There are many other coverage conditions, coverage limitations and coverage exclusions - not regulated by the EVP - which will be part of the insurance policies you will encounter. You must understand these details in order to make an informed choice. Insurance companies often use words in their policies with very specific meanings, relevant to their business. It is extremely important that, before purchasing any insurance policy, you understand as much as possible about your policy and its conditions. You are purchasing a product from a health insurance company; do not hesitate to ask them as many questions as necessary, as often as necessary.

Affordable Care Act Requirements
The Affordable Care Act requires that all individuals who are considered U.S. residents for tax purposes (as defined by the IRS at http://www.irs.gov/Individuals/International-Taxpayers/Determining-Alien-Tax-Status ) carry adequate health insurance coverage. Most J-1 scholars are considered nonresidents and are not subject to the Affordable Care Act. In general, J-1 scholars are considered nonresidents if they have been in the United States for less than 2 calendar years. It is the responsibility of the scholar to determine whether or not they are subject to the mandate.

The following is a list of approximate definitions of terms and conditions often found in U.S. health insurance policies:

Policy (whole):A contract with a health insurance company providing for a broad range of medical treatments and/or payments in case of accidents or illness. Most whole policies usually provide a standard set of benefits, but the provisions, conditions and benefits of different policies can vary widely.

Supplement: A policy providing only very specific, limited benefits (i.e.: medical evacuation, repatriation of remains), and whose benefits can supplement benefits by another policy you already have.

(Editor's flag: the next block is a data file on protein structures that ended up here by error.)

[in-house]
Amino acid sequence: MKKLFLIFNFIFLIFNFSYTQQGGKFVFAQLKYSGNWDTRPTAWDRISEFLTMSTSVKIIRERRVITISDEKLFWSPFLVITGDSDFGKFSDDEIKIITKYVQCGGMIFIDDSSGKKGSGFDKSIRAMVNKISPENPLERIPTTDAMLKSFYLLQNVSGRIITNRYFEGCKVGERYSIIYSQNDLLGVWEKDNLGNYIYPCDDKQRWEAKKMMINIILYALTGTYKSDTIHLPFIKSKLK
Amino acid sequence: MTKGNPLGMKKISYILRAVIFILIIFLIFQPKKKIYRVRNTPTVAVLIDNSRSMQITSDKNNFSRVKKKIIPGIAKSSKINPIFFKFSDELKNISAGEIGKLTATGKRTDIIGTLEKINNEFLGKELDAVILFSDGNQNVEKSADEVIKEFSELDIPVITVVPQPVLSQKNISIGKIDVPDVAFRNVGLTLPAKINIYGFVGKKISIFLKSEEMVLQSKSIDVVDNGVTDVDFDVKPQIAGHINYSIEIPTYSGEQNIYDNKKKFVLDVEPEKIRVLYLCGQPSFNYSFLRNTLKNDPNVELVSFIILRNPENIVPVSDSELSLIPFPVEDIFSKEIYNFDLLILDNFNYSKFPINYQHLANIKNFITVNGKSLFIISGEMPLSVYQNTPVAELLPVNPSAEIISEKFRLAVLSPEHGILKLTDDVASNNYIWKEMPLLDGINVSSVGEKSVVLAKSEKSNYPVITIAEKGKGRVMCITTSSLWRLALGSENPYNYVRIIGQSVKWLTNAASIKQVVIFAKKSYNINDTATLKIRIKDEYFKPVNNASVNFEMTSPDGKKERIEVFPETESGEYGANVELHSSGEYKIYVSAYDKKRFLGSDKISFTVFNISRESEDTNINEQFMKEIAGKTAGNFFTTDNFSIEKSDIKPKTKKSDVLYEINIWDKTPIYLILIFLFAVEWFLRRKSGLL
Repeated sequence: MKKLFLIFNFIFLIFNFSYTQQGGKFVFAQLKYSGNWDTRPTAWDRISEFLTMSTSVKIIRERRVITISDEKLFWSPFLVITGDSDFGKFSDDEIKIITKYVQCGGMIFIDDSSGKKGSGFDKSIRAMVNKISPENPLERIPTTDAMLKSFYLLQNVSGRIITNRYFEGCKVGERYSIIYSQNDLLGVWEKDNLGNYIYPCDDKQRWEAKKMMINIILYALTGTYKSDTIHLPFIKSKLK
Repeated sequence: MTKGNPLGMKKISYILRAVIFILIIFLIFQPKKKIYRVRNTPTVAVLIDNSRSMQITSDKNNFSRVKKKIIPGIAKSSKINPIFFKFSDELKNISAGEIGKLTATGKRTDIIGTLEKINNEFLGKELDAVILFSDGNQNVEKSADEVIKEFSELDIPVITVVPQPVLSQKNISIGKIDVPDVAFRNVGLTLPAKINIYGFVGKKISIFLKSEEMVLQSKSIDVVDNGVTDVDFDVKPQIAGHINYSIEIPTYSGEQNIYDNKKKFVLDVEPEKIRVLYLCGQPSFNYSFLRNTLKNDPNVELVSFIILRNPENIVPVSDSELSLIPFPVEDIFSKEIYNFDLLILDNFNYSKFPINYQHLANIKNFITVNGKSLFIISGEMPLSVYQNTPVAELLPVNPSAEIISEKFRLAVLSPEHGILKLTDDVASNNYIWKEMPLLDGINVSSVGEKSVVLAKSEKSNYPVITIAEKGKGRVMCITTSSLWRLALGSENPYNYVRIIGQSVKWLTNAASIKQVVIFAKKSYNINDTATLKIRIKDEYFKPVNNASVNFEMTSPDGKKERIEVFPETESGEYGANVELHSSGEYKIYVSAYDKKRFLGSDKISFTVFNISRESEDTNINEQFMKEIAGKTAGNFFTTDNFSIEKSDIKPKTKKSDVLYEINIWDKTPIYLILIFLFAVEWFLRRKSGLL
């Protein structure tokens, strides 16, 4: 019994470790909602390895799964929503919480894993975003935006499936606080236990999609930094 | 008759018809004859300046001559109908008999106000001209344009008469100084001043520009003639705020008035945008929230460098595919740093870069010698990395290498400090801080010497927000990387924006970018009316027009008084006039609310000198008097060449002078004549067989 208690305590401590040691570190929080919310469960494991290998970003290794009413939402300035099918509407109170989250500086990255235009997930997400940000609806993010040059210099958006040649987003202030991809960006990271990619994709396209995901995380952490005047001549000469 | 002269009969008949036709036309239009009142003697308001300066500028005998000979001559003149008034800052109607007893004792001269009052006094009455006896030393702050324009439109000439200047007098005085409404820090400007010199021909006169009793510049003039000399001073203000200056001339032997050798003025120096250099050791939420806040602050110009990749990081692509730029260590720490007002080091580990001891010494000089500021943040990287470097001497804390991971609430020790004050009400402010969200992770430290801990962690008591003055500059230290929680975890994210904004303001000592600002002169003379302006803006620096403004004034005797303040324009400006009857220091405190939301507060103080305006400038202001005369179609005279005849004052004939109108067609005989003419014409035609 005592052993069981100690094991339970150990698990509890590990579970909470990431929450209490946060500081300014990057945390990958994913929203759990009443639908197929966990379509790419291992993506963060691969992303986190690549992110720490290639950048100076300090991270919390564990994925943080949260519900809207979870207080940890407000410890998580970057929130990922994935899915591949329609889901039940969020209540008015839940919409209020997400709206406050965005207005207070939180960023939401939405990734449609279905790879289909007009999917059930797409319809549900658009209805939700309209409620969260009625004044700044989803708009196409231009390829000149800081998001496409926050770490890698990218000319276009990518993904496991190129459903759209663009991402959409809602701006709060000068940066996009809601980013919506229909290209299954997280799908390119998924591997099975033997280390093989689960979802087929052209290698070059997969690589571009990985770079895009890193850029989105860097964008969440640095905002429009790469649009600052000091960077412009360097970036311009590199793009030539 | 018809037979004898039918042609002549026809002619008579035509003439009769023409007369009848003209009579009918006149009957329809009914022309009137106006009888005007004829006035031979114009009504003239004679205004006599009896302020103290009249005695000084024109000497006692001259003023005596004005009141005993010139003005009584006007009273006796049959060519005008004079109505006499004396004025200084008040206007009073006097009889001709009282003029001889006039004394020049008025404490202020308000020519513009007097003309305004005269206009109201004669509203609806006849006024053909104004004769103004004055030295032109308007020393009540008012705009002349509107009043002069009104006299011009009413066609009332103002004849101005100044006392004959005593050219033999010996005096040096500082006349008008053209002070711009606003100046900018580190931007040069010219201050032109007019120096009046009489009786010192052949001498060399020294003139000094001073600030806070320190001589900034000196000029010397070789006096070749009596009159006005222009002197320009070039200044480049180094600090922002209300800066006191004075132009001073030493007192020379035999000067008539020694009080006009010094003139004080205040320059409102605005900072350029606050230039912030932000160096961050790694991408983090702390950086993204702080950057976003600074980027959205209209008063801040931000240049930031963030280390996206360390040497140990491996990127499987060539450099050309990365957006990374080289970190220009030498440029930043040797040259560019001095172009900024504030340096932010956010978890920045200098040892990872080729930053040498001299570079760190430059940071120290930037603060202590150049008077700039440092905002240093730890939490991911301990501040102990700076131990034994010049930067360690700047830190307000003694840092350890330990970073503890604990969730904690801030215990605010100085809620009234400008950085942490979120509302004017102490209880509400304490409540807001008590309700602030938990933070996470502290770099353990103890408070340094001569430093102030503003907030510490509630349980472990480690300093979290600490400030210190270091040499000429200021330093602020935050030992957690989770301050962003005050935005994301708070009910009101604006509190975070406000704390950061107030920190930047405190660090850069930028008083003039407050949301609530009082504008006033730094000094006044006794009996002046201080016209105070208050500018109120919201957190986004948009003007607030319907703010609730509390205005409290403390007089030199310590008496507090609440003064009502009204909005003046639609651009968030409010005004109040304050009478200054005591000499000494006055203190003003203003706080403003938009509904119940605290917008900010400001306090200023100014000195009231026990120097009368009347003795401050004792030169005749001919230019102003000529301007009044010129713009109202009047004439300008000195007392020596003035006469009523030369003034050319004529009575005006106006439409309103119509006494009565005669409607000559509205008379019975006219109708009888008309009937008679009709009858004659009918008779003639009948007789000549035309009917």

Premium:The amount you must pay each month to purchase the insurance coverage. In some policies, the premium varies with the age of the insured(s).

Dependent coverage: Coverage for your spouse or children. Sometimes, dependents can be enrolled in a policy independent of you.

Deductible: The amount of money you must pay, in each case of accident or illness, before the insurance starts paying. Most policies have a deductible.

Application Deadline: Sometimes you and/or your dependents must be enrolled in the insurance within a certain period after arrival in the U.S.

Coverage Period: The units of time in which the insurance can be bought (i.e.: six months, one year). Most policies are renewable, but the premiums may increase at renewal.

Coverage: The percent of costs the insurance will pay and the maximum amount up to which the insurance will pay per accident or illness, or per coverage period. The coverage starts after you pay the deductible.

Hospitalization: Usually includes a semi-private room, doctor's fees, drugs, x-rays, laboratory tests, etc. Sometimes there is a limit on the number of days covered.

Maternity: It includes visits to your doctor, the delivery and related hospital charges. Sometimes policies limit or do not offer this coverage. Some policies do not cover abortions.

Prescription: Coverage for medications ordered by a doctor for use outside of the hospital.

Dental: Most policies cover injuries to teeth, not preventive or maintenance dental care.

Evacuation: The amount the insurance policy will pay if you need to be transported to your home country for medical treatment.

Repatriation: The amount the insurance company will pay to transport your remains to your country.

Accidental Death and Dismemberment: The amount the insurance will pay if you are killed or maimed accidentally

Exclusions: These are the injuries, illnesses or treatments for which the insurance will not pay. "Usual Exclusions" normally means pre-existing conditions, eye care, foot care, infertility and birth control, injuries while playing organized sports or piloting an airplane, injuries or death from war, terrorism, revolution or suicide, cosmetic surgery, experimental treatments, treatments administered by a member of your family, and expenses covered under other insurance policies you may have. This is not a complete list of exclusions. Different policies may have different exclusions.

While Columbia University cannot evaluate, recommend, or endorse any specific health insurance company or policy, see list of health insurance providers prepared by NAFSA.

Last Reviewed: 8 April 2015. Last modified: 8 April 2015
Columbia University International Students and Scholars Office